Yves here. This article confirms what various commentators have said based on observation: jobs in the restaurant, hotel, and retail sector have been hit hard by Covid. Those skew toward female and lower-income workers. The impact on them can be tracked through official data.
By Steven Fazzari, Academic Council, Professor of Economics, Washington University and Ella Needler, Coordinator, Women in Economics Initiative. Originally published at the Institute for New Economic Thinking website
Understanding the impact of recessions on economic security, especially employment, motivates much of macroeconomics. Most analysis and commentary describe aggregate effects such as the peak-to-trough drop in employment, the rise in the unemployment rate, or the time it takes for employment to recover back to its pre-recession level. But as attention to rising economic inequality has intensified in recent years, studies have given more emphasis to the connection between recessions and inequality.
In a new INET working paper, we examine inequality in employment outcomes across social groups during recessions. We take a comparative perspective, studying results from two recent and severe US recessions: the “Great Recession” linked with the global financial crisis beginning in late 2007 and the “lockdown” recession caused by the COVID-19 pandemic. Comparing these two events presents an interesting case study to explore inequality in recessions.
The severity of a recession depends both on how much employment declines and the persistence of those declines. The primary job-months lost statistic in our analysis is designed to capture both of these dimensions. This measure simply adds up the difference between actual employment and pre-recession employment over the recession months. For example, if the pre-recession employment trend for a demographic group was flat and a person in that group lost a job in April but went back to work in July, that person’s experience would add three job-months lost to the total in their demographic group.
We calculate job-months lost with data from the US Current Population Survey stratified by gender, race/ethnicity, age, and education. Our results show:
As Catherine Rampell writes in the Washington Post, “[p]ast research has found that the longer a worker is unemployed, the more difficulty that person will have ultimately returning to work — whether because of stigma, skill deterioration, severed relationships with past employers or other factors.” These effects may have seemed to be less of a concern in the COVID-19 crisis as US employment appeared to bounce back very quickly in May and June of 2020. But the recovery slowed, especially as the pandemic reasserted itself in November and December of 2020. The percentage decline in total jobs at the end of February 2021 relative to the February 2020 peak was almost the same as the worst peak-to-trough employment gap in the Great Recession and labor force participation remains depressed. Permanent job losses and detachment from the labor force during the COVID-19 crisis will likely have widespread effects on employment prospects for years to come and these effects will be greater for disadvantaged groups.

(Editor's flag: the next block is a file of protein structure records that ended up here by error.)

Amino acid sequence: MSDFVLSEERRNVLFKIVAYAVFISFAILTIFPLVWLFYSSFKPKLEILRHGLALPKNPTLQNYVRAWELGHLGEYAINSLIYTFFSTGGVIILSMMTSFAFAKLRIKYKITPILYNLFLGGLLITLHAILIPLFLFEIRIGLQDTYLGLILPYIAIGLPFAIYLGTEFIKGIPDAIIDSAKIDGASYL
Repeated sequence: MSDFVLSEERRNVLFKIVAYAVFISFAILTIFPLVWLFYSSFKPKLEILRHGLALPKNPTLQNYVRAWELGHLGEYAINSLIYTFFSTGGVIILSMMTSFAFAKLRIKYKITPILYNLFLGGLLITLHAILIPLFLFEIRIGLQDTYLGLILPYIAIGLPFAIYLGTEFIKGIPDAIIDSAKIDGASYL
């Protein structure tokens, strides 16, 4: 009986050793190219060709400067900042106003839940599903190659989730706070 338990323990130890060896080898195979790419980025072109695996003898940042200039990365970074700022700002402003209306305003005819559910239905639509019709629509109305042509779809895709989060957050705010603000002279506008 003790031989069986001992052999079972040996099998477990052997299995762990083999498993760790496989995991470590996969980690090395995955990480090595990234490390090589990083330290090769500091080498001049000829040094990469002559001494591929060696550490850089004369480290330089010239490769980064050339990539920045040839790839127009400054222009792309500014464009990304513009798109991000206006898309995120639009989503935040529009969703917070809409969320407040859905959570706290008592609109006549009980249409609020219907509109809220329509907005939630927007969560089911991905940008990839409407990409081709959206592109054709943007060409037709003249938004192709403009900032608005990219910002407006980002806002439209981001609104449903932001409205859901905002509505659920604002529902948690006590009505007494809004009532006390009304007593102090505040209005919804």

Recessions are bad; inequality makes them worse. The need for effective intervention to offset the macroeconomic effects of recessions is reasonably well accepted among policymakers, especially in the aftermath of the Great Recession when the fiscal response was, according to many economists, inadequate. The additional evidence on inequality and recessions, especially the COVID-19 recession, increases the urgency for effective policy. Recognizing how recessions hurt the welfare of the most vulnerable members of society increases the significance of the social costs beyond what aggregate measures imply on their own. Furthermore, the unequal effects of recessions, and the persistence of these unequal effects after the downturn ends, slows or even reverses progress toward the worthy social goal of creating more equitable societies.
The connection between recessions, inequality, and macroeconomic policy has another, somewhat more subtle, implication. Our results demonstrate how individuals and families in lower socio-economic circumstances suffer more severe effects from the recession. The goal of social equity, therefore, implies they should receive disproportionate relief from policies designed to stimulate the aggregate economy. This point relates to the debate in the U.S. about the size and distribution of “stimulus checks” sent to American households. These payments are a fixed amount per person up to a certain income level, after which the payments phase out. Some economists oppose this kind of demand stimulus because much of it will be saved rather than consumed, leading to less impact on demand. The criticism has some relevance, especially in the midst of a pandemic when people cannot or choose not to spend on many discretionary activities to protect their health. But lump-sum payments of a constant amount across individuals have a much bigger proportional impact on lower-income households. A disproportionate share of these households will be affected directly by the pandemic and be in critical need of this assistance. For lower-income households that may have dodged income losses during the recession, the lump-sum payment will still be a welcome, and significant, financial boost. If they do not spend the funds, they can pay down debt or build some reserve for future financial shocks. These payments, at least during the pandemic, are a step toward the important social goal of greater economic equality.